A version of this is cross-posted at The Huffington Post

I won't lie. I shudder when I hear President Obama talk about the challenges we face in education as a Sputnik moment. I'm not pleased that the new education technology agency he's proposing, ARPA-ED, deliberately echoes the name of DARPA. That's a matter of politics, of course -- my politics. And it's a matter of historical interpretation. Also mine.

These are very political historical metaphors Obama uses here, ones that point to a specific moment in history when we faced challenges in education and innovation to be sure, but ones that were then framed in terms of competition with a foreign threat. Metaphors matter. The metaphors we use shape how we conceive of problems and by extension conceive of solutions.

A Quick History

Sputnik: The Soviet Union launched the first rocket into space, Sputnik 1, in 1957. The United States was shocked to have been beaten to such a historical scientific triumph by a country that we had assumed with technologically primitive. The successful Sputnik launch wasn't just a symbolic victory in the space race, of course. It suggested that our political enemy could launch other missiles, those designed for war not space exploration.

DARPA: The Defense Advanced Research Projects Agency is a Defense Department agency, founded in 1958 (in response to Sputnik), whose aim is to develop new technologies for the military. DARPA has been responsible for the funding of a number of key technologies, including of course ARPANET, the predecessor to the Internet.

Metaphors Matter

Don't get me wrong. I support investment in education and ed-tech -- public and private investment, both of which, it's worth noting, were necessary in the development of space and Internet technologies. And invoking Sputnik and DARPA to talk about the challenges we face in education may be good news for STEM education. But I can't help but wonder how those space race metaphors we use to frame the discussion of education reform will shape our investments, our future.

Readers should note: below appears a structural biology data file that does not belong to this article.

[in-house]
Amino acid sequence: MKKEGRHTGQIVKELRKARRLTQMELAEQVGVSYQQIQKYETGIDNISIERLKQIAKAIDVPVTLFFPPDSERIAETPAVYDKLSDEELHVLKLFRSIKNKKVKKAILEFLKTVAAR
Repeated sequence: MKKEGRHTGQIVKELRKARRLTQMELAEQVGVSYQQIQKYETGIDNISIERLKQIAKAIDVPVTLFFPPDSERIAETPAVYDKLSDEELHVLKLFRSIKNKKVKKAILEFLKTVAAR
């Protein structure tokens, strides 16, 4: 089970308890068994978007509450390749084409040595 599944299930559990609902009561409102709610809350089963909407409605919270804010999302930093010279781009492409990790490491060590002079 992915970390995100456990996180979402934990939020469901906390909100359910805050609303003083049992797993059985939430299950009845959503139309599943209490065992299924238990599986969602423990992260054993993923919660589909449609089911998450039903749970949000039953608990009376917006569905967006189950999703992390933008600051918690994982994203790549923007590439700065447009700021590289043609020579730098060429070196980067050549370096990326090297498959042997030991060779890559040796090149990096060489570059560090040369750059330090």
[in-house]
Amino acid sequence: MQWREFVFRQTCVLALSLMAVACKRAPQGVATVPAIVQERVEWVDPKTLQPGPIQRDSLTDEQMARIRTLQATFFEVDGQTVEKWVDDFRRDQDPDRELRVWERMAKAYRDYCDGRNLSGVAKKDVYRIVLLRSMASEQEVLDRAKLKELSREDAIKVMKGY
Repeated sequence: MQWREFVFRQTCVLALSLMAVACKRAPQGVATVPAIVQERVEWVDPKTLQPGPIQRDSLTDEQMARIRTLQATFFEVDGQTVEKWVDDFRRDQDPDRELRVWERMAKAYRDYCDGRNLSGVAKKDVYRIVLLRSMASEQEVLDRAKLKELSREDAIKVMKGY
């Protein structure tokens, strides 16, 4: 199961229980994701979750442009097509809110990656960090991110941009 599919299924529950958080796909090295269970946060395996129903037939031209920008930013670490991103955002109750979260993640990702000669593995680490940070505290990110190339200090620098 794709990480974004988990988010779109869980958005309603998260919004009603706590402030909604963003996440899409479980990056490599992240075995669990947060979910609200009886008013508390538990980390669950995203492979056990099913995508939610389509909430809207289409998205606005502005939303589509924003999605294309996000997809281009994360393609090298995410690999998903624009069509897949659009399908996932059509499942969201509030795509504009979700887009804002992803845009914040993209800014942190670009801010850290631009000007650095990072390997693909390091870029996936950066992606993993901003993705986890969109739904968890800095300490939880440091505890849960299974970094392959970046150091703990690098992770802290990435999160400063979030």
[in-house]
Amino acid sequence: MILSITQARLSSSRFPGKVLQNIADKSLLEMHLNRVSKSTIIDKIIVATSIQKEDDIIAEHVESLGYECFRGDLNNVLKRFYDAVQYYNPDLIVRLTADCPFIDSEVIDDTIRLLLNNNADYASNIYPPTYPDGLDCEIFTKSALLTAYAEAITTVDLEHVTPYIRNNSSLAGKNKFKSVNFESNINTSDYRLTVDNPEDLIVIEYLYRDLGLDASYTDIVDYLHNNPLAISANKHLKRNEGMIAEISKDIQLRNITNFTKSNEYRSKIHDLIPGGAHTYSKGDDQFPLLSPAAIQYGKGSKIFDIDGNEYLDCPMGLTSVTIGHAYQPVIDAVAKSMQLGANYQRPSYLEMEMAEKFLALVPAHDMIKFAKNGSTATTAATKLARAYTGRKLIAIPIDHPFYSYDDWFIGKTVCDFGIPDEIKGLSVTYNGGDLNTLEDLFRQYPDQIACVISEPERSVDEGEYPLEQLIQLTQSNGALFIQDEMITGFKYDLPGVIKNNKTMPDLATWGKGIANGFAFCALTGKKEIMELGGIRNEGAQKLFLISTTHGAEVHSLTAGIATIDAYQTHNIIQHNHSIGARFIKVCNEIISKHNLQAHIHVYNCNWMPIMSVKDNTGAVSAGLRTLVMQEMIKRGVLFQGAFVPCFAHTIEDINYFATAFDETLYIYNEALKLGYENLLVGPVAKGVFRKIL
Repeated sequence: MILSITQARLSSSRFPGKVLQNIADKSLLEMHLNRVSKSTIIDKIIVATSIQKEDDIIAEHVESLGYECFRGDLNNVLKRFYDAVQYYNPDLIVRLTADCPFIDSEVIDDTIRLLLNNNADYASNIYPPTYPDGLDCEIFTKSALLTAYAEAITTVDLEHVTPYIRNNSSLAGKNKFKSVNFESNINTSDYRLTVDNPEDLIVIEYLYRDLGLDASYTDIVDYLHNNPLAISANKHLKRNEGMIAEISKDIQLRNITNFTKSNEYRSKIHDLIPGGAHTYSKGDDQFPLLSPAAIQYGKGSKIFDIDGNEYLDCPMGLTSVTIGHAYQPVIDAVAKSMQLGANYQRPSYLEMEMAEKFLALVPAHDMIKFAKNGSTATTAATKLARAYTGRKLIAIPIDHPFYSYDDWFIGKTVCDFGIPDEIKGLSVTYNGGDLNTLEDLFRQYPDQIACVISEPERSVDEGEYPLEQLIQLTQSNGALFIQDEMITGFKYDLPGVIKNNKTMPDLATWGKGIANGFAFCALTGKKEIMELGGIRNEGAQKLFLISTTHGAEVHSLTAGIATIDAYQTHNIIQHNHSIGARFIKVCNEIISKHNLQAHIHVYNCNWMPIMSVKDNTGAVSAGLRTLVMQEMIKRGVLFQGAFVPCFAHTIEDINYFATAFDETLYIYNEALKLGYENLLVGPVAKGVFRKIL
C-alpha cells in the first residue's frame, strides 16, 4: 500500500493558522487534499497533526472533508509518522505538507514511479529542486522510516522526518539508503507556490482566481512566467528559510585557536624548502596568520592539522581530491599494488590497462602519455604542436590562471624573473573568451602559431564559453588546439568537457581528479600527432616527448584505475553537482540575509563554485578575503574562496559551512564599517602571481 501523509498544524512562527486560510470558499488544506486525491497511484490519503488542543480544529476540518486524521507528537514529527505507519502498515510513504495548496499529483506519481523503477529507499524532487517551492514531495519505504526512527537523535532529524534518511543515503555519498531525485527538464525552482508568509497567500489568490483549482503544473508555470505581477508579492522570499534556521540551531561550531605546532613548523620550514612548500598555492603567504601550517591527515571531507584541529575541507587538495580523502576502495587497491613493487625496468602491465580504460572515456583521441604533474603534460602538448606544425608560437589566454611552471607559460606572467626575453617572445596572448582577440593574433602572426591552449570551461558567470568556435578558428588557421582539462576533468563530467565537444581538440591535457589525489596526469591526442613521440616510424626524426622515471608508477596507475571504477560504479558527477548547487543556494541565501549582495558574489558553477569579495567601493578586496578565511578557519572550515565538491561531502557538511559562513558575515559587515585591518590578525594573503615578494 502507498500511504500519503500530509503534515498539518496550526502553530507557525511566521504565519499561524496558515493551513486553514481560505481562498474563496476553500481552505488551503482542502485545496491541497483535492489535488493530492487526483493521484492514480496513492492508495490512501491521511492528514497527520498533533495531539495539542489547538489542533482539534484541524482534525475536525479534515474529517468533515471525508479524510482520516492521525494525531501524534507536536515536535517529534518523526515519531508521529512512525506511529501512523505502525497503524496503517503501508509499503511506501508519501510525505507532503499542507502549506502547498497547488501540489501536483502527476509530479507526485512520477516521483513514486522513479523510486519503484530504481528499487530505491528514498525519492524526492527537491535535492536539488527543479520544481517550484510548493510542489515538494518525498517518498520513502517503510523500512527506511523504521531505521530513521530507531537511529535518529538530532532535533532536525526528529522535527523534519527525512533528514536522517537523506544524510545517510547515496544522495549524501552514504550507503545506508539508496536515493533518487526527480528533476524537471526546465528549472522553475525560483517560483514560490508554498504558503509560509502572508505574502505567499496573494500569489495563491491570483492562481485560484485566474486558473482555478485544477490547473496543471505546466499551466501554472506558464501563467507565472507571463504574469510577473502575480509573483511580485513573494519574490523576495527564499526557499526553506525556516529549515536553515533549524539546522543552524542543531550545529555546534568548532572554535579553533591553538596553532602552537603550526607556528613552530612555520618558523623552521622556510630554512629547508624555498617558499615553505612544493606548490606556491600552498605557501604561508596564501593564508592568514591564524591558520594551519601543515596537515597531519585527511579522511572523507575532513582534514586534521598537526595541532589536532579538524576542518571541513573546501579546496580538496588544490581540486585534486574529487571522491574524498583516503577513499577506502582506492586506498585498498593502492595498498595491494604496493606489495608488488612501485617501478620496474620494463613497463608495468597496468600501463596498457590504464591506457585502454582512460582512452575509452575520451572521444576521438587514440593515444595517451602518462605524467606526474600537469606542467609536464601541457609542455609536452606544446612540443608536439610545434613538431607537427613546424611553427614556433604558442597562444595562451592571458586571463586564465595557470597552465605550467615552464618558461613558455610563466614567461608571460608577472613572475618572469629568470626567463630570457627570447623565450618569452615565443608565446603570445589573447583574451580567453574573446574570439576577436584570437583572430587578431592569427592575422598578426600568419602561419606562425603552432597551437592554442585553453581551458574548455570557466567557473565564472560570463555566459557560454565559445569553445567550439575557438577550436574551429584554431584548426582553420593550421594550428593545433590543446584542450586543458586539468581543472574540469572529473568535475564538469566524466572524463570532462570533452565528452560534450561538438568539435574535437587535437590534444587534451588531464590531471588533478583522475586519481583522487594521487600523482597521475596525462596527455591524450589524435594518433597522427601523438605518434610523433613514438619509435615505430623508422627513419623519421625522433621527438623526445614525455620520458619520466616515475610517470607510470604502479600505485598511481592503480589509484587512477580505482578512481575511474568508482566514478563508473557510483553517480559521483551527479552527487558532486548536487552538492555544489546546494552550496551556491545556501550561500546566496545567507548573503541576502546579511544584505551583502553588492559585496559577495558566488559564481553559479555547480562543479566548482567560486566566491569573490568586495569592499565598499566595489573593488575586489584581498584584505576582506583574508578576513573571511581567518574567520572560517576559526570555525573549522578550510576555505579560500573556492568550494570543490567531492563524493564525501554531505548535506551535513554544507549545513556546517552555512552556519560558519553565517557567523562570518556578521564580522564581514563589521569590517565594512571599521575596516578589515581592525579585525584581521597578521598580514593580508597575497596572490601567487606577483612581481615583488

A Sputnik moment, I'd contend, is the realization that your geopolitical enemies are beating you to a specific scientific or technological goal. It posits a military threat. Addressing a Sputnik moment isn't simply about reigniting scientific inquiry for the sake of scientific achievement. It's about buttressing our defenses against Communist forces (the Soviet Union then, China now). Naming a new education agency that aims to support research into education technology after a military agency seems to confirm that the stakes are high enough here that education has become a national security issue.

A poor education weakens national security, true. But it weakens every aspect of our country -- business growth, family life, media literacy, personal fulfillment. Does wrapping our pitch for a stronger education system around questions of American exceptionalism and scientific advancement under the guise of national defense influence how we move forward?

What is this new space race? What is our new first to the Moon goal? Is it beating the Chinese at test scores?

Of course, it's not just the Obama Administration who's framing the discussion of education stimulus and reform with certain metaphors. In January, NPR asked if the jail sentence for Kelley Williams-Bolar, an Akron, Ohio woman who lied to get her children into a better school was education's Rosa Parks moment. I've got mixed feelings about that comparison too, but I do think that talking about education's Sputnik and Rosa Parks moments, one metaphor invoking national security and one invoking social justice, does shape how we frame education reform.

Audrey Watters


Hack Education

The History of the Future of Education Technology

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